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The 10 Main Symptoms I Struggle With as an Adult With ADHD

As a 32-year-old woman with attention-deficit hyperactivity disorder (ADHD), these are the 10 main symptoms with which I personally struggle.

1. Forgetfulness.

I have to set constant reminders and alarms for important appointments and even mundane chores at home because chances are, I will forget.

I keep things in the same place every time I put them down because I know I’ll lose them otherwise.

I tell myself out loud that “this specific place is where I’m keeping this item” if I’m putting it away for safekeeping because it helps me remember.

2. Timekeeping.

I usually underestimate or can’t seem to gauge the time it takes to do something or get somewhere.

I know this about myself, which is why I force myself to leave way before I actually need to, so I often end up being ridiculously early.

3. Procrastination.

It’s a real challenge for me to actually get started on something, especially if I don’t understand it or I don’t find it interesting.

I work pretty well under pressure, though — I rely on deadlines to get things done at the last minute.

I always fail to go to bed when I intend to and can’t shut down my brain to sleep.

4. Hyperactivity.

I can’t really sit still for long periods of time, and usually, I fidget with my nails or twirl my hair.

Being bored freaks me out; it’s impossible for me to just wait patiently without doing something, like looking at my phone.

Sometimes I get so restless that I feel irritable and agitated.

I struggle to just relax and unwind, I always feel like I need to be doing something, or that I’m forgetting to do something important.

5. Inattention.

It’s really difficult for me to keep my attention and not let my mind wander if I’m doing something boring or repetitive. Because of this, I often end up making careless mistakes.

Even when people are speaking to me directly and I appear to be listening, my mind wanders and I miss what’s being said.

6. Distractibility.

I’m easily distracted by any noise or activity around me; it’s hard for me to ignore even the smallest things.

I will stop what I’m doing and instead focus on whatever sights, sounds, smells, emotions, random thoughts or other tasks have grabbed my attention.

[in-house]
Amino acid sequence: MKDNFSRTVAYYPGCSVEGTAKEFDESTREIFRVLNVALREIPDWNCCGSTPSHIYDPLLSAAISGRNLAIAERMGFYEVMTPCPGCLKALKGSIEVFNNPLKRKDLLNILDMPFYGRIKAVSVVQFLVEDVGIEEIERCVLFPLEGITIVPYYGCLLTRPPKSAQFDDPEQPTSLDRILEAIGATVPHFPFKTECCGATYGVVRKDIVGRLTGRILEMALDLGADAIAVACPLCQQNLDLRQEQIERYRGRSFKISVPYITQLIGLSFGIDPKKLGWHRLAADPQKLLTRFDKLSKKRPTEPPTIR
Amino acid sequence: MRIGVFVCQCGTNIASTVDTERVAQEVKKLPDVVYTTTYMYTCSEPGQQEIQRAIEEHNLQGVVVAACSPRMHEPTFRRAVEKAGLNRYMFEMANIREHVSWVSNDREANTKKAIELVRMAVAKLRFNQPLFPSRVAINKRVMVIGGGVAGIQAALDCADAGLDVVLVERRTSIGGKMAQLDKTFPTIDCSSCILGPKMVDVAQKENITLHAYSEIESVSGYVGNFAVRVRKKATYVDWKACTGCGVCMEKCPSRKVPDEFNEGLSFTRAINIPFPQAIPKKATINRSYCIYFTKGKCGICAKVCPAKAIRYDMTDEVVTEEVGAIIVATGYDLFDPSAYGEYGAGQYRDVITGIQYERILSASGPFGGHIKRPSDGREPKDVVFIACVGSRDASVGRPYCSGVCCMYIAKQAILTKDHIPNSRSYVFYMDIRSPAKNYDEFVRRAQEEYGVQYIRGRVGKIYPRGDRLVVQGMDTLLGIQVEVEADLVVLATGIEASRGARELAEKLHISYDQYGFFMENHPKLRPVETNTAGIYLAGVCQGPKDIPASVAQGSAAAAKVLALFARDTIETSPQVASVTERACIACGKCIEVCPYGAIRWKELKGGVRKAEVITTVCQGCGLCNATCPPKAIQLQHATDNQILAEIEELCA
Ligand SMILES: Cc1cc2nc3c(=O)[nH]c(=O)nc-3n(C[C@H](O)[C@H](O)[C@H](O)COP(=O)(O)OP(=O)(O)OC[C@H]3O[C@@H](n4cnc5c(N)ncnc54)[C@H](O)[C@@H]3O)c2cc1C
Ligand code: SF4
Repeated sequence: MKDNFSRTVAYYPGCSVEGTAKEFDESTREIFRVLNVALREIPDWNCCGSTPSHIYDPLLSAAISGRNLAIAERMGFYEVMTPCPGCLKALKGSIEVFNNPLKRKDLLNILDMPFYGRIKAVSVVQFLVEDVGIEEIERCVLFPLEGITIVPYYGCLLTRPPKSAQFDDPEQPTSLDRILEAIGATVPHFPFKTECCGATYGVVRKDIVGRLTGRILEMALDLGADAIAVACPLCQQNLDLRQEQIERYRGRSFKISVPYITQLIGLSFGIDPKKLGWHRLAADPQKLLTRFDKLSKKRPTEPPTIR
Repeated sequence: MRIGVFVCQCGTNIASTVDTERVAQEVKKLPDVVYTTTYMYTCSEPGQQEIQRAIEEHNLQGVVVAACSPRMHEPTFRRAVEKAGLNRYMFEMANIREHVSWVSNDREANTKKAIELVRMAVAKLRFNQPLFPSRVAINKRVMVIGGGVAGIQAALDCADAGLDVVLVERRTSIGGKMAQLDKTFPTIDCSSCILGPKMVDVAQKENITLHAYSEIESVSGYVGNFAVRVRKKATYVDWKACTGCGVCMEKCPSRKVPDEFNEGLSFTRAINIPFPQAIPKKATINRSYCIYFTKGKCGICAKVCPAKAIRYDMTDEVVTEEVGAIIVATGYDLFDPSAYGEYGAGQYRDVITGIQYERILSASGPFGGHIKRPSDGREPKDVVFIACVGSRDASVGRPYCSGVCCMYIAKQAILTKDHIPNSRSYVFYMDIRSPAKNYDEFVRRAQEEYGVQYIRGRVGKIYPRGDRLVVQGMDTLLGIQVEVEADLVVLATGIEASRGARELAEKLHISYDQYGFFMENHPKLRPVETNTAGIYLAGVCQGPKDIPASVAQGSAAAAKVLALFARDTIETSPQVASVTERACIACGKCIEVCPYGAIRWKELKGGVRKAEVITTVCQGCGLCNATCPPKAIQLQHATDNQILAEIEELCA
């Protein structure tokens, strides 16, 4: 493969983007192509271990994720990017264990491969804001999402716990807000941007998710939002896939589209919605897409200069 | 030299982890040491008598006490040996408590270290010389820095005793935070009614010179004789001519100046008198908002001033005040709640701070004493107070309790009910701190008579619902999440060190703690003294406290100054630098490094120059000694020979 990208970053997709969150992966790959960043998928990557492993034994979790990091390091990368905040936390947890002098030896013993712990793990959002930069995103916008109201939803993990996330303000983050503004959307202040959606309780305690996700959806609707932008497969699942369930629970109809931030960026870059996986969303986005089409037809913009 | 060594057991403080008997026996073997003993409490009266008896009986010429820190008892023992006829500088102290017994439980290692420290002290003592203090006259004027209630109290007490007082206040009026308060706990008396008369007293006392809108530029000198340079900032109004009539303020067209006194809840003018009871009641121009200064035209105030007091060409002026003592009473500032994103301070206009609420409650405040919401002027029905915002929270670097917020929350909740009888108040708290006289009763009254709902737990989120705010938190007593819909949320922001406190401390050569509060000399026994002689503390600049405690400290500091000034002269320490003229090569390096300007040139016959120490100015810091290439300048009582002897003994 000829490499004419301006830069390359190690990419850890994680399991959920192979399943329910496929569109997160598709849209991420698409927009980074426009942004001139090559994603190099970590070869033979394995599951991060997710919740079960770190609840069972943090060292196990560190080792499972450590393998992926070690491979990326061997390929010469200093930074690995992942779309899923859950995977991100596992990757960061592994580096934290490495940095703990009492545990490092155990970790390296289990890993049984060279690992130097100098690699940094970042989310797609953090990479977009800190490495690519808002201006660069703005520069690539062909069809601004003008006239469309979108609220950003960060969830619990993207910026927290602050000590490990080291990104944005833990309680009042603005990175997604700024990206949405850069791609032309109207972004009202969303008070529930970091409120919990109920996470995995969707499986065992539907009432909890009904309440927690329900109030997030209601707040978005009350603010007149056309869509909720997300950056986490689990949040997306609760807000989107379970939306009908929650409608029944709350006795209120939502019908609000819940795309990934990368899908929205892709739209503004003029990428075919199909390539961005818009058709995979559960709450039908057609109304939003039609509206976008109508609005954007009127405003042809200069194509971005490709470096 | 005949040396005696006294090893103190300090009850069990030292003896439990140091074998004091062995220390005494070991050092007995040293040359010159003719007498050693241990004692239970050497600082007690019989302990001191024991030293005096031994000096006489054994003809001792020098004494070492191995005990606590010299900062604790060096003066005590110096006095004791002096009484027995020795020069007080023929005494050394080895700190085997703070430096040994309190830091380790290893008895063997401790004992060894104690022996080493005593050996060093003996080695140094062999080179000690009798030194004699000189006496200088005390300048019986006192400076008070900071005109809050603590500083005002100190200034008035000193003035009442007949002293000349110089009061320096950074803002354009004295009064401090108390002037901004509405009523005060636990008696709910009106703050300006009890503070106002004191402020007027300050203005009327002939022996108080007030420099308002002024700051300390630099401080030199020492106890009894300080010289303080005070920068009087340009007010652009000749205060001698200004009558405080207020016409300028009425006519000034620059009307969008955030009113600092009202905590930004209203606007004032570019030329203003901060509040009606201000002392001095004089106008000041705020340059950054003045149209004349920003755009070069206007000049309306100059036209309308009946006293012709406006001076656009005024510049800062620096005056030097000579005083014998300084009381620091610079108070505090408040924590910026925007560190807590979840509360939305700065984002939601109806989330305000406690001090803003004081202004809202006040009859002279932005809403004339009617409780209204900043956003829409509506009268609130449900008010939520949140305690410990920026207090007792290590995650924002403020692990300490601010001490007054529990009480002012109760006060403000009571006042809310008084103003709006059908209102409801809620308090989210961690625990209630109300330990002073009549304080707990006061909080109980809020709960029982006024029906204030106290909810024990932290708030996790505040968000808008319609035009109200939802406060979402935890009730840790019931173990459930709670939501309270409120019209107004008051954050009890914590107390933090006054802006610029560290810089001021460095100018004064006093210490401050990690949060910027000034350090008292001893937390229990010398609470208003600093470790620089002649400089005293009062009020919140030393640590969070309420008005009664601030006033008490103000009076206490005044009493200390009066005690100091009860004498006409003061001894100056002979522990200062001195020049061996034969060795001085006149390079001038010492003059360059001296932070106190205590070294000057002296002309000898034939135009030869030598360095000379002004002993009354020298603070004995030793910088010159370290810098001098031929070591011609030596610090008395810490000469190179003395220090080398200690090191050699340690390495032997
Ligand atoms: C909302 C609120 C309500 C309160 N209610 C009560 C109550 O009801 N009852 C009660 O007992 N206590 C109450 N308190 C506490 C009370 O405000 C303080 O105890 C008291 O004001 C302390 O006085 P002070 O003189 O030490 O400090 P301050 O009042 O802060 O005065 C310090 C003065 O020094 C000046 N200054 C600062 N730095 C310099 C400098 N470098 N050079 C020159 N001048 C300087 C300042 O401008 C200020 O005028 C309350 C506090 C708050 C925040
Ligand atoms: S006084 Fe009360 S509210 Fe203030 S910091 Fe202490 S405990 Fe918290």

I have a lot of trouble following through with anything; I will pick up hobbies for about a week or start projects with good intentions, but get distracted by a new project to start and never end up finishing the last.

7. Social Problems.

I talk too much in social situations and tend to monopolize the conversation just to avoid awkward silences.

I often finish people’s sentences for them, which I know is rude, but it happens before I can stop it.

During a conversation, I’ll be so busy concentrating on remembering what I wanted to say that I won’t be paying attention to what you’re currently saying.

When I’m talking, I will lose track of what I’m saying, and branch off into several different tangents that have nothing to do with my original story.

Relationships are very hard for me to sustain, especially when they become familiar or routine.

8. Impulsivity.

I’ve really struggled with addictive habits, like alcohol abuse and spending too much, etc.

I tend to act impulsively, without anticipating the potential consequences.

I’ve had 10 jobs in the last 15 years, averaging 18 months per job.

I’ve had a lot of speeding tickets.

I’m useless with money, so I have to religiously maintain an expense/budget spreadsheet just to stay on track.

I’m notorious for interrupting people or blurting out inappropriate things because I don’t think before I speak.

9. Hyperfocus.

I can get so focused on something I’m interested in that I don’t come out of “the zone” for hours and don’t notice things going on around me.

10. Emotional.

I’m extremely hypersensitive to criticism.

I can’t seem to handle frustration very well because I have such a short fuse.

I’m very curious about the world and I’m always interested in learning new things.

I’ve always felt like I’m underachieving in my life and not living up to my potential.

My attachments to people and animals in my life are intensely strong.

I’m really good in a crisis, or a situation that requires quick-thinking outside of the box.

I often feel like I’m stuck in a rut, like I’m not moving forward in my life.

Because I was diagnosed as an adult, ADHD has been such a huge part of my life and my personality for so long that I thought it would be impossible to improve most of these symptoms. It’s still a daily struggle, but with the right medication and therapy to learn healthy coping skills and methods to help me, it’s so much more manageable.

Photo by Guilherme Stecanella on Unsplash

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